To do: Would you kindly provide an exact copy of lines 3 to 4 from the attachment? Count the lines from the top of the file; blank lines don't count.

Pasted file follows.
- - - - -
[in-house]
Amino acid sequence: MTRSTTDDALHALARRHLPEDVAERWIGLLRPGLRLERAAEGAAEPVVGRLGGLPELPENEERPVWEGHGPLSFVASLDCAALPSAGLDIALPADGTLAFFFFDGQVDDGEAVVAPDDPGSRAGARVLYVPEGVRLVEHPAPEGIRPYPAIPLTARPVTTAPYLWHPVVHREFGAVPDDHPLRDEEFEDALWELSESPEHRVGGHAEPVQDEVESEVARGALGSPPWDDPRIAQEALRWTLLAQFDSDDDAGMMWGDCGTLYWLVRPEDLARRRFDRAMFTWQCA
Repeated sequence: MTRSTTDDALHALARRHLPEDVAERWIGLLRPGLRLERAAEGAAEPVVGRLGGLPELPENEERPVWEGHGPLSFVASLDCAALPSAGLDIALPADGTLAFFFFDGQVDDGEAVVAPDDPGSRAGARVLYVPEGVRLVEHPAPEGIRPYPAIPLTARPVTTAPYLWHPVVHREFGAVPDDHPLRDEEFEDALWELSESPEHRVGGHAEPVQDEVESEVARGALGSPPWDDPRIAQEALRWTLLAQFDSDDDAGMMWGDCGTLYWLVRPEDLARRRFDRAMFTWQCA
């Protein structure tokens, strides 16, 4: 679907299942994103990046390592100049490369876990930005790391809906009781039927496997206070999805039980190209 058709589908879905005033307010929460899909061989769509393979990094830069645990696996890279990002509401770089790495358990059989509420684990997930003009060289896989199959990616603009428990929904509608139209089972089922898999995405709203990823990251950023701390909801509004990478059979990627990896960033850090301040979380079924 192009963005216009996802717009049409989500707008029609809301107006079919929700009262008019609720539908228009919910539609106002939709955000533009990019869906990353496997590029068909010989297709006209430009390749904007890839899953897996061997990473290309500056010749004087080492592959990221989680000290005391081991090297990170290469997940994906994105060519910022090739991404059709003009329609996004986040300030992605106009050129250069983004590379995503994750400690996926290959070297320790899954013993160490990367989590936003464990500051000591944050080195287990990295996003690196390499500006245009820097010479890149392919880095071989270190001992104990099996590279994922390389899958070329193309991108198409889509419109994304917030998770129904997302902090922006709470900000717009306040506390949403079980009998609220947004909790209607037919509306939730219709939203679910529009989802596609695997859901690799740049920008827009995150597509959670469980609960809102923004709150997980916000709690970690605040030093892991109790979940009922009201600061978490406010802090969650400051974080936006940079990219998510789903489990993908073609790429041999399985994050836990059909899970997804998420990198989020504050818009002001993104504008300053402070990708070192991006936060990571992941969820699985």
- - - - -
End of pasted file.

Repeated sequence: MTRSTTDDALHALARRHLPEDVAERWIGLLRPGLRLERAAEGAAEPVVGRLGGLPELPENEERPVWEGHGPLSFVASLDCAALPSAGLDIALPADGTLAFFFFDGQVDDGEAVVAPDDPGSRAGARVLYVPEGVRLVEHPAPEGIRPYPAIPLTARPVTTAPYLWHPVVHREFGAVPDDHPLRDEEFEDALWELSESPEHRVGGHAEPVQDEVESEVARGALGSPPWDDPRIAQEALRWTLLAQFDSDDDAGMMWGDCGTLYWLVRPEDLARRRFDRAMFTWQCA
């Protein structure tokens, strides 16, 4: 679907299942994103990046390592100049490369876990930005790391809906009781039927496997206070999805039980190209 058709589908879905005033307010929460899909061989769509393979990094830069645990696996890279990002509401770089790495358990059989509420684990997930003009060289896989199959990616603009428990929904509608139209089972089922898999995405709203990823990251950023701390909801509004990478059979990627990896960033850090301040979380079924 192009963005216009996802717009049409989500707008029609809301107006079919929700009262008019609720539908228009919910539609106002939709955000533009990019869906990353496997590029068909010989297709006209430009390749904007890839899953897996061997990473290309500056010749004087080492592959990221989680000290005391081991090297990170290469997940994906994105060519910022090739991404059709003009329609996004986040300030992605106009050129250069983004590379995503994750400690996926290959070297320790899954013993160490990367989590936003464990500051000591944050080195287990990295996003690196390499500006245009820097010479890149392919880095071989270190001992104990099996590279994922390389899958070329193309991108198409889509419109994304917030998770129904997302902090922006709470900000717009306040506390949403079980009998609220947004909790209607037919509306939730219709939203679910529009989802596609695997859901690799740049920008827009995150597509959670469980609960809102923004709150997980916000709690970690605040030093892991109790979940009922009201600061978490406010802090969650400051974080936006940079990219998510789903489990993908073609790429041999399985994050836990059909899970997804998420990198989020504050818009002001993104504008300053402070990708070192991006936060990571992941969820699985």